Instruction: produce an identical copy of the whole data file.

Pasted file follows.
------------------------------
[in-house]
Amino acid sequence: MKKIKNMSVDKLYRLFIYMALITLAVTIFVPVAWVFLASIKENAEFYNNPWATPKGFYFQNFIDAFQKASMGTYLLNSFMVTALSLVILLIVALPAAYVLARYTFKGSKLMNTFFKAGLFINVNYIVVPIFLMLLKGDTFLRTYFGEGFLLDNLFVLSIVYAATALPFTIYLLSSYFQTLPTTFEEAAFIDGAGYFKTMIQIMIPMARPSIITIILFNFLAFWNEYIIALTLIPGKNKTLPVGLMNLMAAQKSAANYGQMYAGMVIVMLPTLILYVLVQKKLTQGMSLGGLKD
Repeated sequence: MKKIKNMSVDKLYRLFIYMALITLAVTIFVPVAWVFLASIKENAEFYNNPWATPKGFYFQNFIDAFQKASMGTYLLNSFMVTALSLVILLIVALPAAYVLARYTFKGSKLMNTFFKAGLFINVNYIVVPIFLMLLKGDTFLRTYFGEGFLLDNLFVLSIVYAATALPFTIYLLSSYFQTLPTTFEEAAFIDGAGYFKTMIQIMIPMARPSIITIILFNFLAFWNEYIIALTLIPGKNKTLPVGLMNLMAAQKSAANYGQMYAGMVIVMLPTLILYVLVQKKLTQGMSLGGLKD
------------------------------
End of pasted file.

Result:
[in-house]
Amino acid sequence: MKKIKNMSVDKLYRLFIYMALITLAVTIFVPVAWVFLASIKENAEFYNNPWATPKGFYFQNFIDAFQKASMGTYLLNSFMVTALSLVILLIVALPAAYVLARYTFKGSKLMNTFFKAGLFINVNYIVVPIFLMLLKGDTFLRTYFGEGFLLDNLFVLSIVYAATALPFTIYLLSSYFQTLPTTFEEAAFIDGAGYFKTMIQIMIPMARPSIITIILFNFLAFWNEYIIALTLIPGKNKTLPVGLMNLMAAQKSAANYGQMYAGMVIVMLPTLILYVLVQKKLTQGMSLGGLKD
Repeated sequence: MKKIKNMSVDKLYRLFIYMALITLAVTIFVPVAWVFLASIKENAEFYNNPWATPKGFYFQNFIDAFQKASMGTYLLNSFMVTALSLVILLIVALPAAYVLARYTFKGSKLMNTFFKAGLFINVNYIVVPIFLMLLKGDTFLRTYFGEGFLLDNLFVLSIVYAATALPFTIYLLSSYFQTLPTTFEEAAFIDGAGYFKTMIQIMIPMARPSIITIILFNFLAFWNEYIIALTLIPGKNKTLPVGLMNLMAAQKSAANYGQMYAGMVIVMLPTLILYVLVQKKLTQGMSLGGLKD